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On This Date in Sports February 26, 1989: An New Day in Dallas

In collaboration with the Sportsecyclopedia.com

Tom Landry, the only coach in the first 29 seasons of the Dallas Cowboys, is fired. The move came just two days after Jerry Jones purchased the Cowboys. Jones, who played college football at Arkansas, names his teammate Jimmy Johnson, a top NCAA coach with the University of Miami. Landry’s Hall of Fame resume saw him post a record of 250-162-6 with two Lombardi Trophies.

Tom Landry, born September 11, 1924, in Mission, Texas, was the right man to lead a professional football team in the Lone Star State. A defensive back at the University of Texas, Landry had modest success playing with the New York Giants. After his career ended, he went to work on a coaching staff that included Vince Lombardi while winning the 1956 NFL Championship and appearing in the NFL Championship Games in 1958 and 1959.

In 1960 Tom Landry returned home to Texas as the first head coach of the expansion Dallas Cowboys. Landry and the Cowboys had their growing pains that first season, going 0-11-1. However, through patience and hard work, Landry made the Cowboys a success as they played in the NFL Championship Game in 1966 and 1967, losing heartbreakers to the Green Bay Packers.

While the Cowboys fell short of making the first two Super Bowls, they soon would become one of the premier teams in the NFL, as they made playoffs 18 times in 20 years between 1966-1985. A stretch in which the Cowboys posted a winning season every year. During this period, the Cowboys won 13 division titles and went to the Super Bowl five times, winning Super Bowl VI and XII. The Cowboys' success led to them becoming the most popular team in the NFL, earning the nickname “America’s Team.”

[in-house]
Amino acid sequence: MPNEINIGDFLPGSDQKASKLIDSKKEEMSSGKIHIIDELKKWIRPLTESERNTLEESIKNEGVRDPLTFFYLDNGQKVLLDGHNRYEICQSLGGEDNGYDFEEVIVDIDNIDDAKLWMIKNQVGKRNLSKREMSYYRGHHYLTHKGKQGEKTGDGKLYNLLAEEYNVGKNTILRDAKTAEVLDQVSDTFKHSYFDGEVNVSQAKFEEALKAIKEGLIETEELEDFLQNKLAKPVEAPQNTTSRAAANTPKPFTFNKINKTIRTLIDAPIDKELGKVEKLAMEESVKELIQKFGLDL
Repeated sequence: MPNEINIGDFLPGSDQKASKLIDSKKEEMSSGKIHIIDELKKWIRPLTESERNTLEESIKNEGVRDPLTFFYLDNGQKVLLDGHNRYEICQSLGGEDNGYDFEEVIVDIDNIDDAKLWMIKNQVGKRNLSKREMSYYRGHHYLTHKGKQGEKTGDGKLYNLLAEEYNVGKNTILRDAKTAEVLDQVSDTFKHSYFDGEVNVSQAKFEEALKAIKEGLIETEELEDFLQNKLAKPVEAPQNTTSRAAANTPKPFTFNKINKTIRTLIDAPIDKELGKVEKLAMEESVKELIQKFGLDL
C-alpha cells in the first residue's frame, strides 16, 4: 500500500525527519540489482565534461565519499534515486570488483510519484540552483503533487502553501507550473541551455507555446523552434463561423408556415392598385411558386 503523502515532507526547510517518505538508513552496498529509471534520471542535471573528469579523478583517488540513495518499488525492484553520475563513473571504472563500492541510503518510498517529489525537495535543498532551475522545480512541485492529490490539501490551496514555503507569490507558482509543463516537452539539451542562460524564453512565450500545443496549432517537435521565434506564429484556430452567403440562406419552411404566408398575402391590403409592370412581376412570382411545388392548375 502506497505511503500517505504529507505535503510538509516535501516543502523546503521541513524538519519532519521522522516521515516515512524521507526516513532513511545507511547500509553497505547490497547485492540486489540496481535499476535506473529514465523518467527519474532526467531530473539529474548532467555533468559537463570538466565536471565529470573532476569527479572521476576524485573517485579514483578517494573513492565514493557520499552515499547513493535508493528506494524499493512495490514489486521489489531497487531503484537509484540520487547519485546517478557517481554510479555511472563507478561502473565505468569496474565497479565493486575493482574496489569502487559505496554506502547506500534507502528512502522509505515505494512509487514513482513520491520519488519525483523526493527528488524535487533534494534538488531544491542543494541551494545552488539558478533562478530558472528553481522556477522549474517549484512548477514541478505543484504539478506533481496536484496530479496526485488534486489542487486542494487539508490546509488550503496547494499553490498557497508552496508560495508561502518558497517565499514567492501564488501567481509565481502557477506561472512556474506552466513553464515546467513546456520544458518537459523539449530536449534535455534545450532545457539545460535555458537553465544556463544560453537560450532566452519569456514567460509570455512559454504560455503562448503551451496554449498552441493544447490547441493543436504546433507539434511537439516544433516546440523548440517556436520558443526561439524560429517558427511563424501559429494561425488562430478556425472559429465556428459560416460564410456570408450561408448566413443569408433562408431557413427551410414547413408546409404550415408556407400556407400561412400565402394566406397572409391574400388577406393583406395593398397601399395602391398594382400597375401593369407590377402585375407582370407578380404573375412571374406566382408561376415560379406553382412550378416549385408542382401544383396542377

The Cowboys hit hard times in 1986, losing seven of their last eight games and a 7-9 record for their first losing season since 1964. The Cowboys also suffered a losing record in 1987, going 7-8, while they went 3-13 in 1988. Meanwhile, the Cowboys struggled on the field. Their owner Bum Bright hit hard times financially due to the Savings and Loan crisis. Bright sold the Cowboys on February 24, 1989, to Jerry Jones for $124 million.

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Upon buying the Cowboys, Jones, who played football at the University of Arkansas, wanted to hire his friend and former teammate Jimmy Johnson to become the Cowboys' new coach. Without any ceremony, the decision was made. The decision was met with heavy resentment by most fans in Dallas, as they felt Jones had lacked respect and understanding of professional football with the way he dismissed Landry without even meeting with the Cowboys' longtime coach.

Jimmy Johnson, like Landry, had a difficult first season with the Cowboys, posting a record of 1-15. However, Jones and Johnson made shrewd moves off the field that would quickly turn Dallas into a dynasty. The Cowboys would win three Super Bowls in four years, though the partnership of the two friends fell apart after the first two Super Bowls as Jimmy Johnson left after the 1993 season over a dispute on who deserved more credit for the Cowboys' success. The Cowboys have not won a Super Bowl since but have become the most valuable sports franchise in the world, valued at $4.2 billion.